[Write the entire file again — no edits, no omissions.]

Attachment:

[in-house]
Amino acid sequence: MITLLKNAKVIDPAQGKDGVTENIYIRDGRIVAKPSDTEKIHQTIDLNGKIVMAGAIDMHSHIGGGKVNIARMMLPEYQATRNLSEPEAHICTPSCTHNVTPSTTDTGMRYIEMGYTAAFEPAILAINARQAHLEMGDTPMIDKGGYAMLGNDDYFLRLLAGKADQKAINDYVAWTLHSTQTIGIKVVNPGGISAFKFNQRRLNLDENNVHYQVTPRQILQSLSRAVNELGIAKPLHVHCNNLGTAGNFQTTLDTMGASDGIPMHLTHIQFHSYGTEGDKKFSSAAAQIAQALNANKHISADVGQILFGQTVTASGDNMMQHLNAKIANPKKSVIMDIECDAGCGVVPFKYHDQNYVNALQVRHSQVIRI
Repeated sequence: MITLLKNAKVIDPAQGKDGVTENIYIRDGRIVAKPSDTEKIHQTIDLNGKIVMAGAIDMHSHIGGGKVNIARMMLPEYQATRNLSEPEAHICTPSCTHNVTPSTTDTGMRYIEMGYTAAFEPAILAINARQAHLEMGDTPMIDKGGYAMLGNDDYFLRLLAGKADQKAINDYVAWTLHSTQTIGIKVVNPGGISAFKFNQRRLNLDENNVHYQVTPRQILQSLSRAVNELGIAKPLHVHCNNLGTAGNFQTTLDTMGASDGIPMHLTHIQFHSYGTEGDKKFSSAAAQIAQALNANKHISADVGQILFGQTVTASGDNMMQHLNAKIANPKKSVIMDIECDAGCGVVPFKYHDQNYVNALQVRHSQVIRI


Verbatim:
[in-house]
Amino acid sequence: MITLLKNAKVIDPAQGKDGVTENIYIRDGRIVAKPSDTEKIHQTIDLNGKIVMAGAIDMHSHIGGGKVNIARMMLPEYQATRNLSEPEAHICTPSCTHNVTPSTTDTGMRYIEMGYTAAFEPAILAINARQAHLEMGDTPMIDKGGYAMLGNDDYFLRLLAGKADQKAINDYVAWTLHSTQTIGIKVVNPGGISAFKFNQRRLNLDENNVHYQVTPRQILQSLSRAVNELGIAKPLHVHCNNLGTAGNFQTTLDTMGASDGIPMHLTHIQFHSYGTEGDKKFSSAAAQIAQALNANKHISADVGQILFGQTVTASGDNMMQHLNAKIANPKKSVIMDIECDAGCGVVPFKYHDQNYVNALQVRHSQVIRI
Repeated sequence: MITLLKNAKVIDPAQGKDGVTENIYIRDGRIVAKPSDTEKIHQTIDLNGKIVMAGAIDMHSHIGGGKVNIARMMLPEYQATRNLSEPEAHICTPSCTHNVTPSTTDTGMRYIEMGYTAAFEPAILAINARQAHLEMGDTPMIDKGGYAMLGNDDYFLRLLAGKADQKAINDYVAWTLHSTQTIGIKVVNPGGISAFKFNQRRLNLDENNVHYQVTPRQILQSLSRAVNELGIAKPLHVHCNNLGTAGNFQTTLDTMGASDGIPMHLTHIQFHSYGTEGDKKFSSAAAQIAQALNANKHISADVGQILFGQTVTASGDNMMQHLNAKIANPKKSVIMDIECDAGCGVVPFKYHDQNYVNALQVRHSQVIRI